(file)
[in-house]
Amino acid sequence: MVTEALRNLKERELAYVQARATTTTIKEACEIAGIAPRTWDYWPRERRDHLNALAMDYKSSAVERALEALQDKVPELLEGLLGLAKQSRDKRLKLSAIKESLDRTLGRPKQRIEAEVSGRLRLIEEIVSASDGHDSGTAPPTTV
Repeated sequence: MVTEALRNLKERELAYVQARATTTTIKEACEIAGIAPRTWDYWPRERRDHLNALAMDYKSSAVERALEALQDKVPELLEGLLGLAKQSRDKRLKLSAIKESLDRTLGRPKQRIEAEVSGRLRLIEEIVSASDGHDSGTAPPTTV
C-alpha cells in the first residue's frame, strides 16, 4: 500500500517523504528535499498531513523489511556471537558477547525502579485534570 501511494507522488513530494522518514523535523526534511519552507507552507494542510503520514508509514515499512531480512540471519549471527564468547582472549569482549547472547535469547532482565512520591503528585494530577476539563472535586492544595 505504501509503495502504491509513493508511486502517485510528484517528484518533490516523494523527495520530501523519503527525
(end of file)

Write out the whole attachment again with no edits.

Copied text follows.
[in-house]
Amino acid sequence: MVTEALRNLKERELAYVQARATTTTIKEACEIAGIAPRTWDYWPRERRDHLNALAMDYKSSAVERALEALQDKVPELLEGLLGLAKQSRDKRLKLSAIKESLDRTLGRPKQRIEAEVSGRLRLIEEIVSASDGHDSGTAPPTTV
Repeated sequence: MVTEALRNLKERELAYVQARATTTTIKEACEIAGIAPRTWDYWPRERRDHLNALAMDYKSSAVERALEALQDKVPELLEGLLGLAKQSRDKRLKLSAIKESLDRTLGRPKQRIEAEVSGRLRLIEEIVSASDGHDSGTAPPTTV
C-alpha cells in the first residue's frame, strides 16, 4: 500500500517523504528535499498531513523489511556471537558477547525502579485534570 501511494507522488513530494522518514523535523526534511519552507507552507494542510503520514508509514515499512531480512540471519549471527564468547582472549569482549547472547535469547532482565512520591503528585494530577476539563472535586492544595 505504501509503495502504491509513493508511486502517485510528484517528484518533490516523494523527495520530501523519503527525